SACRAMENTO, Calif. — City of Sacramento leaders have begun a new initiative to help understand how fines and fees impact the lives of their residents, especially for lower-income residents and communities of color.
Starting Saturday, city leaders will host virtual conversations as part of the national Cities & Counties for Fine and Fee Justice Program over Zoom. These virtual meetings will continue to occur every third Saturday of the month from 10 a.m. to 11:30 a.m. for the next several months.
The city and county of Sacramento were selected in May 2020 to participate in the program, which aims to reform certain fines and fees that may cause a disproportionate burden on lower-income residents and communities of color.
"I am an example of just a horrific outcome when you are fined and there are very poor, bad practices at maintenance of data and the city and county level," explained Resident Zuri K. Colbert.
Colbert says she has been experiencing issues since she was confused with another person, who has a similar name and who received a parking ticket. She explained in the Zoom call that she has even had her taxes intercepted due to the mix-up.
"When you have someone’s name mixed with someone else, and it’s not your life, and it’s not any of the things that you’ve done or did, there’s a big problem," Colbert said. "There’s a domino effect even after you possibly may correct it. This has happened with revenue recovery. My taxes were intercepted, I mean, absolutely horrible. They returned the money but they kept the horrible thing that they intercepted it for on my tax record."
Staff from various city departments are part of the initiative, working together to identify opportunities for fine and fee reduction and reform. Those departments include the Sacramento Police Department, Community Development, Public Works, Finance, Utilities, Fire, Youth Parks & Community Enrichment and Convention and Cultural Services.
Residents who participate in the Zoom calls are asked to take a survey to help city and county leaders figure out which fines and fees need to be reworked.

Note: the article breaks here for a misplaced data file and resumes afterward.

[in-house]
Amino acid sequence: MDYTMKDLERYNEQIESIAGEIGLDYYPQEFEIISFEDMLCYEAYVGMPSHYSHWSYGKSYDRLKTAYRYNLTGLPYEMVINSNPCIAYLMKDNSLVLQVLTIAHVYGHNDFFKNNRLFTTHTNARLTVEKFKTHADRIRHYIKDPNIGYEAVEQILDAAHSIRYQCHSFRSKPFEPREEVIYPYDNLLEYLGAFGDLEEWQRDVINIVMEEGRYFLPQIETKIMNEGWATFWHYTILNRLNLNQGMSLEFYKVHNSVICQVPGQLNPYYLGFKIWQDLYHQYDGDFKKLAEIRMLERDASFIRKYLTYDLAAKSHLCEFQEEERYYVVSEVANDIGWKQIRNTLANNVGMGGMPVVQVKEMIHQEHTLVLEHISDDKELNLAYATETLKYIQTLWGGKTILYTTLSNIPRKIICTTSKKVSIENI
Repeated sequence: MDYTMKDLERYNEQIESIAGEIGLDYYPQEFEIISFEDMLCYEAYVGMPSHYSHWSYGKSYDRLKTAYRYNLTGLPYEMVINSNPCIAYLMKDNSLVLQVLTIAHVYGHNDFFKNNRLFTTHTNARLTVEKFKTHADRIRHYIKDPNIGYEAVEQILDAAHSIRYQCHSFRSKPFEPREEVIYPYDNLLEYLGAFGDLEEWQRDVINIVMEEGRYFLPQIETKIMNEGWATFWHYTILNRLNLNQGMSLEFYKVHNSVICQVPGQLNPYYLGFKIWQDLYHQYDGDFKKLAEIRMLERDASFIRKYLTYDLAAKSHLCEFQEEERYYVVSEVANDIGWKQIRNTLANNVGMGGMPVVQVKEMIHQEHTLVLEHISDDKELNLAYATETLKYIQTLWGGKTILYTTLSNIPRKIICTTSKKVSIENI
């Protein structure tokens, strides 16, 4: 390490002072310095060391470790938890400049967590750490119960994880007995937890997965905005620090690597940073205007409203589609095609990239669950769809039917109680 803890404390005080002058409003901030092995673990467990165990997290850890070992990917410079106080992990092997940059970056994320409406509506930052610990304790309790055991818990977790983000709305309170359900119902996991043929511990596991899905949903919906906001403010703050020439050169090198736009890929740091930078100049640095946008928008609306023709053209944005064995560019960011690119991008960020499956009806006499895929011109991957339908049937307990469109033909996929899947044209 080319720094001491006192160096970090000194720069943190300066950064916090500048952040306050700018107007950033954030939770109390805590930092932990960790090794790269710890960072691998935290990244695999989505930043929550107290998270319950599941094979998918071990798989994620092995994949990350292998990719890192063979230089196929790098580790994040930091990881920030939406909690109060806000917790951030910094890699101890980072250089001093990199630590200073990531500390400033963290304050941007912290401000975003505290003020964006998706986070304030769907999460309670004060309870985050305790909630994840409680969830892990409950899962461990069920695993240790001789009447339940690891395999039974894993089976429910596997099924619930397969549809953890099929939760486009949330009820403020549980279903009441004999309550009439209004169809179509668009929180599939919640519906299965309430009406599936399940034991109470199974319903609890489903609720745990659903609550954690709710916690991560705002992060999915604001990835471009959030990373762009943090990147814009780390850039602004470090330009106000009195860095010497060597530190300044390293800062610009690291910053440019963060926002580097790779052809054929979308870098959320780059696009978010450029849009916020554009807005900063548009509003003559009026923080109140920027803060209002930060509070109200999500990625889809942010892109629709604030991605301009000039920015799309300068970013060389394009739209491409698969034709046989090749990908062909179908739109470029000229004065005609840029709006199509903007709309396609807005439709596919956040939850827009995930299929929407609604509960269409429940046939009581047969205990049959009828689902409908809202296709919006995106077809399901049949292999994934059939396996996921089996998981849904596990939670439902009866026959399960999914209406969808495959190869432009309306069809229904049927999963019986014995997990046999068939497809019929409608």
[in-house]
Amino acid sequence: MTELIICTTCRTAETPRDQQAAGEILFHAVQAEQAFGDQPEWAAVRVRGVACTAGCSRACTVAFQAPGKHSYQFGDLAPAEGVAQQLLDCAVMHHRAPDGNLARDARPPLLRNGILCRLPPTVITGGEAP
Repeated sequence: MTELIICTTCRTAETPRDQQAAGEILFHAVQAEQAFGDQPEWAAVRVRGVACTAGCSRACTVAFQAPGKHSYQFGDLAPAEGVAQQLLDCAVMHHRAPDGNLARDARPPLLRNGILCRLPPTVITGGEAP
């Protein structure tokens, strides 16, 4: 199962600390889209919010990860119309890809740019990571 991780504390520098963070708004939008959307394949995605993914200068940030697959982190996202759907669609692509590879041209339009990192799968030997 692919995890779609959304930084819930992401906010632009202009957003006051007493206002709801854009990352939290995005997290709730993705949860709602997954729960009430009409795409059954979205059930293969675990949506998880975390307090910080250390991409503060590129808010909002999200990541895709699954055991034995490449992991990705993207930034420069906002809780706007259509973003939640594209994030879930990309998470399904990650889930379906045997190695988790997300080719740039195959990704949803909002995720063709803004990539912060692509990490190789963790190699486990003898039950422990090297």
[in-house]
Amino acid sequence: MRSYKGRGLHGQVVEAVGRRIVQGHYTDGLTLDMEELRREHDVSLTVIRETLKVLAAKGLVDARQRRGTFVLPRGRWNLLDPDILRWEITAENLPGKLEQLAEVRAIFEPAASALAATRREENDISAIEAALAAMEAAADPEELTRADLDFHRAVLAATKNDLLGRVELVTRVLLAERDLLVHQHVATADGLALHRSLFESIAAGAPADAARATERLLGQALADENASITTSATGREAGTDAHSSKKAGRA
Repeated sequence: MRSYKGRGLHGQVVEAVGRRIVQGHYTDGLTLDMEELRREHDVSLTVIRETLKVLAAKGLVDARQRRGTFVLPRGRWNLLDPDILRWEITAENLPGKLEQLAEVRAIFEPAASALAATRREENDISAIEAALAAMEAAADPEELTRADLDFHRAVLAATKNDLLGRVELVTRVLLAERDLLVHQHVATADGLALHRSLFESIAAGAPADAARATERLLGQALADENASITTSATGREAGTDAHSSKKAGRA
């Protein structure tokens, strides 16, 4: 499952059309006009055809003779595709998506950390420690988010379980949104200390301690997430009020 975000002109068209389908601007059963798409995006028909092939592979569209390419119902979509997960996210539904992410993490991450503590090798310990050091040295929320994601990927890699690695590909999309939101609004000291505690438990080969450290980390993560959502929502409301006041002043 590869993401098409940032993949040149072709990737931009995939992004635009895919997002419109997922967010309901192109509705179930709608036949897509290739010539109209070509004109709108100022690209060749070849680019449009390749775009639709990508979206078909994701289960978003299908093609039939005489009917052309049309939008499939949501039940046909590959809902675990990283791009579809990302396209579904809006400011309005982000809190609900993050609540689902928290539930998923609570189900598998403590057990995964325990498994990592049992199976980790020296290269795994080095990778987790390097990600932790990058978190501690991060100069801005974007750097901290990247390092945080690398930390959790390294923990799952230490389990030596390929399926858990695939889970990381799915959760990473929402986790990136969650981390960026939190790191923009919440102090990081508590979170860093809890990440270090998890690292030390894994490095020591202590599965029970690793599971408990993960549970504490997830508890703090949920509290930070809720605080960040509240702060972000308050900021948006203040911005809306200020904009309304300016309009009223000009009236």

“From doing the research that I was able to gather, there’s a lot of fines and fees that we don’t even know may impact our lives," said Khalil Ferguson, the data analyst supporting the fines and fees initiative. "We arbitrarily pay [fines and fees], that may not be realized that are fines and fees that go to the city or county.”
According to a press release from the city of Sacramento, city leaders are committed to reforming at least three fines and fees.
One resident suggested turning toward community service rather than monetary fines and fees.
"What I see here is like, instead of us having to pay, I would appreciate, say you owe $2500 of restitution, we’re gonna have a few workgroups and projects where we’re gonna go help these elderly communities," explained Community Organizer Henry Ortiz. "People need to be treated with dignity and respect so that they can be encouraged to want to pay off their debt to society or their fees and also by helping those who are disadvantaged rather than fining them, put them in the program where we take care of that for them because it's part of our debt. Instead of paying financial debt, we pay through labor and community service."
The personal stories told by residents will be collected on an ongoing basis. If you are unable to attend one of the virtual meetings, share your story by emailing the city at CE@cityofsacramento.org.